So I have titled this ‘Top Tips’ because as always, with most things in Motherland, there is endless amounts of advice. I’m going to put together some of the most useful things to remember when travelling with a baby.
On the 25th of October this year we embarked on a trip to New Zealand. We travelled for no less than 30 hours each way. As we made our way to the Southern Hemisphere I made notes to myself of what to remember next time.
Michael, Arlo and I have gone on a few 5+ hour road trips and now with the recent 17 hour flight, a 15 hour flight, two 8 hour flights and a couple of short domestic flights – it’s safe to say we have a fair amount of experience.
Pack hand luggage as minimally as you can
You will need whatever you usually need when you leave the house with your baby. A changing bag with changing mat, nappies, wipes, nappy sacks, creams. A spare outfit or two (a few spare onesies will do fine). Feeding supplies, a blanket, a toy, pacifiers…
On our long flights, we packed a lot more “just in case” and we ended up loaded with bags that became multiple bags of ‘stuff’ that we didn’t even use. We had a buggy with us but there were times when Arlo needed to be held instead, and that meant one of us needed to take everything else. Also you sacrifice on valuable space in the car, on the plane, in transit, wherever you go, wherever you are, and there’s nothing more of a nuisance than tonnes of bags to balance between any spare arms.
Pack your hand luggage wisely. Remember there are stores selling critical items pretty much everywhere at airports or main roads if there’s something crucial you’ve missed.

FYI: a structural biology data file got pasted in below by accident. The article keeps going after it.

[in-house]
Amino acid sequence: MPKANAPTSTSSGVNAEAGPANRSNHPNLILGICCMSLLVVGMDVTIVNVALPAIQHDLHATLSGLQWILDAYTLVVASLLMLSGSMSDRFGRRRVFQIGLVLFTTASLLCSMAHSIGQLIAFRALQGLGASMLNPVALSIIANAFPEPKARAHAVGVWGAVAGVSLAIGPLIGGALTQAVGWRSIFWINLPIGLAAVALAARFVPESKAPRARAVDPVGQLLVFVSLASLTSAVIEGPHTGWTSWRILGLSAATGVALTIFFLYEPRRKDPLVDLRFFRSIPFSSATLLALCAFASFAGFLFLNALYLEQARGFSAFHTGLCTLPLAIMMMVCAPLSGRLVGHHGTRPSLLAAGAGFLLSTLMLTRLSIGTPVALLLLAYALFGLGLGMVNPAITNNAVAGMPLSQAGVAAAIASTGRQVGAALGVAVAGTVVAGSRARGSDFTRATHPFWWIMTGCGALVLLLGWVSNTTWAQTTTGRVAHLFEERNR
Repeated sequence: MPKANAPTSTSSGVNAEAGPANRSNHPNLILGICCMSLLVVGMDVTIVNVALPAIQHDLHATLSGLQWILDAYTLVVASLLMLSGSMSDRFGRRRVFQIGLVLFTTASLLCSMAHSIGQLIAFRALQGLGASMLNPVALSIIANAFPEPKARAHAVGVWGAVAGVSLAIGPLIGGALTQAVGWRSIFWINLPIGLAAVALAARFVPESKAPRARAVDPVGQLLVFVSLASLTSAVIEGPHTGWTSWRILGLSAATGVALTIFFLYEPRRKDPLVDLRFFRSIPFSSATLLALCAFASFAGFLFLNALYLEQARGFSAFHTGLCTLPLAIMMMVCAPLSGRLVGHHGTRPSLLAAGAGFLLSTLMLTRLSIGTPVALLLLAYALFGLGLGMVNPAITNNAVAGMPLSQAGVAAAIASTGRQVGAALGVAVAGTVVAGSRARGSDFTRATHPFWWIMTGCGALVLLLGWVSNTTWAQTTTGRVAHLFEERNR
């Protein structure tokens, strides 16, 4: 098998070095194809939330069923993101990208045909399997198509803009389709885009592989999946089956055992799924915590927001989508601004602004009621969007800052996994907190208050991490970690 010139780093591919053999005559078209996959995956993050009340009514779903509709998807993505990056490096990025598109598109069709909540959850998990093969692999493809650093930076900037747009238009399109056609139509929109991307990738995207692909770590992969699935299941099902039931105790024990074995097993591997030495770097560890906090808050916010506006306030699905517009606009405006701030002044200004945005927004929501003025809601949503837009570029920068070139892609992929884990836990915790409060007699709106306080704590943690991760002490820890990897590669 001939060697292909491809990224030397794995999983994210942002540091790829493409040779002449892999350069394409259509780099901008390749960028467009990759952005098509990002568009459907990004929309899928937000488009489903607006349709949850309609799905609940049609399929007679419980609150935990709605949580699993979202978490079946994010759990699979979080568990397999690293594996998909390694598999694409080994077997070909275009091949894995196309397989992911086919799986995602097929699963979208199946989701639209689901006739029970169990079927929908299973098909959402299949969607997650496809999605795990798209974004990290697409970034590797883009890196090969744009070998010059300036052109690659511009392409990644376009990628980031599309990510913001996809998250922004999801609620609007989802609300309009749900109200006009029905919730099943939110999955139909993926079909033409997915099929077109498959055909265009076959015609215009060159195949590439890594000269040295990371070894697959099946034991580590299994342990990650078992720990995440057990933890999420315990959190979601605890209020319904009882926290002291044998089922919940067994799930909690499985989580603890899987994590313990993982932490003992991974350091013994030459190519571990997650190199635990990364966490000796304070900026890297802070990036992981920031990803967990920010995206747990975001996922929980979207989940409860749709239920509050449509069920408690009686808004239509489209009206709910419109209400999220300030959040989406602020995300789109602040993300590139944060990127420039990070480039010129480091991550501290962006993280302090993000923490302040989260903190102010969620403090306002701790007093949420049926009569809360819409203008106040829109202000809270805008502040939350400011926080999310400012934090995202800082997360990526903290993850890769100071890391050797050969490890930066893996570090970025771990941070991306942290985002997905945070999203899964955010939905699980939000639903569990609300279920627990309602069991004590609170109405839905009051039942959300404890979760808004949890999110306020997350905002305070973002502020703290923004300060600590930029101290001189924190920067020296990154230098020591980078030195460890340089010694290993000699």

Have plenty of milk supplies, snacks and food (depending on your babe’s age)
Arlo is bottle feeding now so we take an entire tub of formula with us. We prepare bottles before he need them with boiled water and keep them in an insulated bottle bag when we’re on the go.
If you are flying, the stewards should help in their kitchen with these requirements. You can rinse the bottles with boiling water between feeds too. On other occasions, and at service stations, we have asked cafes for cups of boiling water. Alternatively you could take a thermos of water.
As far as I’m aware baby’s feeding supplies are exempt from the liquids security rules at airports – or the security staff are very understanding. (Security is another time it’s really useful to have minimal hand luggage.)
Arlo is also weaning, so we pack a lunch box of snacks and pouches of puree. Baby biscuits, rusks, crackers and fruit/veggie sticks. Fruit puree and sweet potato puree, it’s best to stick with food that is bland and tummy friendly! It’s probably not the best time to try a spicy onion packed curry for example.
Snacks also offer some entertain for babies on the go – nibbling on a baby rusk can take a while. Anything to keep them quiet, aye?! Use it wisely.
Take a little supply of calpol, teethers, gels and anything else you use at the worst times!
For our long trip we packed calpol sachets and teething gels. Arlo was teething really badly once we got on the plane and settled after a dose of calpol. We also had his favourite teething toy to chew on.
At home I give Arlo baths, and try different methods of soothing him when he doesn’t feel well, but when you need to help them quickly and simply – just try the calpol. I know our fellow passengers appreciated it.
If you are flying, book appropriate seats on the plane
On our long haul flights we booked seats at the front with the bassinet. It’s worth taking note that you must remove your baby from these bassinets when there is turbulence. We found this frustrating when we finally settled Arlo in one then the seatbelt sign was turned on and we had to settle him back down on our laps… That was fun.
On one of our flights we were lucky enough to have spare seats next to us so we were able to let Arlo sleep on them. If you have the money, maybe this is the way forward!?